Israel Folau has contract terminated following Code of Conduct hearing

Israel Folau is "exploring his options" after his multi-million dollar contract was terminated by Rugby Australia [RA] on Friday afternoon.

Folau released a statement in response to his sacking roughly two hours after RA boss Raelene Castle fronted a packed media conference in Sydney to confirm the end of his six-year stint in Australian rugby.

The Wallabies star had last week been found guilty of committing a high-level breach of RA's Code of Conduct, which is clearly outlined in each player contract the governing body registers, for his controversial social media posts that declared homosexuals, along with drunks, fornicators and adulterers, among others, would go to hell unless they repented.

"Israel Folau has been issued a sanction for a high level breach of the players' Code of Conduct," she said.

"When players sign a contract with the Wallabies they sign up to the team and the sport. Israel is a great rugby player and we are disappointed and saddened he won't see out his four-year contract commitment to the Wallabies and Waratahs.

"But our position remains that we have no choice but to pursue the action that has resulted in today's outcome.

"This is a decision that will change the landscape of sport across Australia and perhaps internationally."

Folau's Code of Conduct hearing ran over three days and lasted more than 22 hours while the panel then took 10 days before handing down its sanction on Friday. Folau has 72 hours to appeal his contract termination, but has already taken to Twitter to suggest the fight may be far from over.

"It has been a privilege and an honour to represent Australia and my home state of New South Wales, playing the game I love," Folau said.

"I am deeply saddened by today's decision to terminate my employment and am considering my options.

"As Australians, we are born with certain rights, including the right to freedom of expression. The Christian faith has always been a part of my life and I believe it is my duty as a Christian to share God's word. Upholding my religious beliefs should not prevent my ability to work or play for my club and country."

Folau also paid tribute to wife, Maria, and those who "have spoken out in my defence, some of whom do not share my beliefs but have defended my right to express them."

The panel deliberated for 10 days after first finding Folau guilty of the breach late on May 7th, meaning that by the time the sanction was finally revealed on Friday the entire saga had been running for over six weeks.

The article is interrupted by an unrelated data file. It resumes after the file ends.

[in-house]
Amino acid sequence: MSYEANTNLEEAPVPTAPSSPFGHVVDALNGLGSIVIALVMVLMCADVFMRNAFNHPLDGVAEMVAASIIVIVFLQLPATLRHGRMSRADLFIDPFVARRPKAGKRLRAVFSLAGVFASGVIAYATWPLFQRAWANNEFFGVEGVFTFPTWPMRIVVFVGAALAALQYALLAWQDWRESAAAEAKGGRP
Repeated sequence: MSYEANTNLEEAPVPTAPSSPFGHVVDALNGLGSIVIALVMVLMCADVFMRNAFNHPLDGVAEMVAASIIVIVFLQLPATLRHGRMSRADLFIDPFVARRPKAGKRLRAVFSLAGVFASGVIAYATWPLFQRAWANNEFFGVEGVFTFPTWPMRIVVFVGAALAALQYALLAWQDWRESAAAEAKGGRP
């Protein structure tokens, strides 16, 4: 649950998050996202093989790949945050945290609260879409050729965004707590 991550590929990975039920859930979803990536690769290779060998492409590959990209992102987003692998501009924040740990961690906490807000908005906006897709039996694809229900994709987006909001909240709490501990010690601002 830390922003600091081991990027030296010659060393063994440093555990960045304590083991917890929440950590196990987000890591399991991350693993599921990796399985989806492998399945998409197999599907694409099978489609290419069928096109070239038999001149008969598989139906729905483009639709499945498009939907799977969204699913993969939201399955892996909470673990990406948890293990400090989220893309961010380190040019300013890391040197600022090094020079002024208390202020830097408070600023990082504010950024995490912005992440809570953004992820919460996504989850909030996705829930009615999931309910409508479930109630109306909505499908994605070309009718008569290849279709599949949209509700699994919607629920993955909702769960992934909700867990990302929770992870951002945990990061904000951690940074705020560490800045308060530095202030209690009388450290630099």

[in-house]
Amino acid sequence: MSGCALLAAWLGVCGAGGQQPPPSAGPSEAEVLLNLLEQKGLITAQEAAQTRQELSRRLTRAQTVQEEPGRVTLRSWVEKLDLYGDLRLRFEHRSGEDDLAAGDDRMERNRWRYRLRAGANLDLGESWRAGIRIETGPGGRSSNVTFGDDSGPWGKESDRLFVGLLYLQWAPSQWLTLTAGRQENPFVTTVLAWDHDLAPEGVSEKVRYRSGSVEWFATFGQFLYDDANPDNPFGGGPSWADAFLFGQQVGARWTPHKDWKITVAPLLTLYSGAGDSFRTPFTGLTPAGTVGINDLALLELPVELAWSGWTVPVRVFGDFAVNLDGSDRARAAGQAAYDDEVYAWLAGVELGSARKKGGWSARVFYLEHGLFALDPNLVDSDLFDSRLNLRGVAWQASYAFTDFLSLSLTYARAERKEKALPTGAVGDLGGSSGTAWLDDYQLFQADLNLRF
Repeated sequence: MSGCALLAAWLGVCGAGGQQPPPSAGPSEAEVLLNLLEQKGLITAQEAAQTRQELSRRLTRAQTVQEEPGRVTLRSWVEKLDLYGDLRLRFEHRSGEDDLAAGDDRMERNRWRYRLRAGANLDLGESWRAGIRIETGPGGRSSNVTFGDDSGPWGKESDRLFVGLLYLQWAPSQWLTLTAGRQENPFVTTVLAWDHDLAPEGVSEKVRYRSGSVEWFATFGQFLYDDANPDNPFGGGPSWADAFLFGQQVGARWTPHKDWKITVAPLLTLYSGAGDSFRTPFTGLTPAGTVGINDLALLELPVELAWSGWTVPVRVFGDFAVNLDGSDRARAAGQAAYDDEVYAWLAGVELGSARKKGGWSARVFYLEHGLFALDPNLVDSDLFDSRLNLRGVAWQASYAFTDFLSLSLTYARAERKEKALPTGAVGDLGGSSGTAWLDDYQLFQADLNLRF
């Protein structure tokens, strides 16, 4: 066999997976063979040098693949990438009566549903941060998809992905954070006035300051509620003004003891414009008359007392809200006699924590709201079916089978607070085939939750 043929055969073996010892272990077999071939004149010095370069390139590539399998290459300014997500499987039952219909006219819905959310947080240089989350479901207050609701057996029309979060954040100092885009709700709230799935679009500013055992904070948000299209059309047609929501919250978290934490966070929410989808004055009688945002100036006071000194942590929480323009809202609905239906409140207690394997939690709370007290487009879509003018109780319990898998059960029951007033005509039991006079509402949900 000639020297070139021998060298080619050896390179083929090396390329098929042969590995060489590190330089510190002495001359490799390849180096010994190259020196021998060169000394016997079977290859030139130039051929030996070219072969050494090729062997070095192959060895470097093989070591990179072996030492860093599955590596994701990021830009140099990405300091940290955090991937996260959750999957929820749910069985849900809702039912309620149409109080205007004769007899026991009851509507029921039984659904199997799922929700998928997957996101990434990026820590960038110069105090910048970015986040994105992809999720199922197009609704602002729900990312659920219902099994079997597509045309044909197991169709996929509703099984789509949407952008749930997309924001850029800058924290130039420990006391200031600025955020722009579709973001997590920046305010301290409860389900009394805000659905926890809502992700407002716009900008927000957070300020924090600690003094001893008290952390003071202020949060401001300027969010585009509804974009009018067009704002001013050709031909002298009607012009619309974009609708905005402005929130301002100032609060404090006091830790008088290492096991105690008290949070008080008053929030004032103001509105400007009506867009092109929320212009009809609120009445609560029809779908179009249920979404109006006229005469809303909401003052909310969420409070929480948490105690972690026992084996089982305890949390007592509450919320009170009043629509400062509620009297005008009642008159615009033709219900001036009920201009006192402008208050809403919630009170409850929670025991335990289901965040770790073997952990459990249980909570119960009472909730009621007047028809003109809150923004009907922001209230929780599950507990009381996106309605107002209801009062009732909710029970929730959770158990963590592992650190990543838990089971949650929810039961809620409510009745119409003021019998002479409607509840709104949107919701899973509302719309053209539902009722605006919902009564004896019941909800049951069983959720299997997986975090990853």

But Castle defended the length of time the panel had taken to come to a decision, again reinforcing its magnitude for the entire Australian sporting landscape.

"It's certainly not ideal, but Mr Folau knew that when he pressed that button, that that was the implications that post was going to have," she said.

"What I can say about the process is that we did have Easter and ANZAC Day which was less than ideal. But this was a decision that will change the landscape for sport across Australia and perhaps internationally; the tribunal were the best possible experts in this field that we could bring together, to put together, and they have spent a lot of time to ensure that they got this right because it will be landmark and it was important.

"And it's a big decision, he was an important player and he has been for a long period of time, and we wanted to make sure we took the time to get this right."

While Folau may yet appeal his contract termination or choose to take the fight straight to the Supreme Court in a bid to rescue a chunk of the $[Aus]4 million he has now lost, Castle said a reported $1million peace offering was never seriously on the table.

"I think in any of these situations the lawyers have sensible and pragmatic conversations to see if they can find a way whereby we don't end up in this situation; or we find a way as you would with any high-profile contract of any high-profile employee that was in this situation, the lawyers would have a sensible and pragmatic conversation," she said.

"But they never advanced to a stage whereby they could be brought to Rugby Australia for our consideration."

Folau's now former-Waratahs teammates are in action against the Reds in Brisbane on Saturday, while Wallabies coach Michael Cheika will have the chance to address an extended Test squad at a pre-World Cup training camp the following day.

Asked about potential disharmony within Cheika's squad and the coach's ability to bring together a unified Wallabies team for the World Cup, Castle said: "I am 100 percent confident [they will be united], and I'm confident because those players understand that everyone has the right to their own views and their religious beliefs. And as long as they continue to express them in a respectful way, we will continue to support them.

"And I have absolute confidence that Michael Cheika is going to build a Wallaby team that will be incredibly competitive at the Rugby World Cup."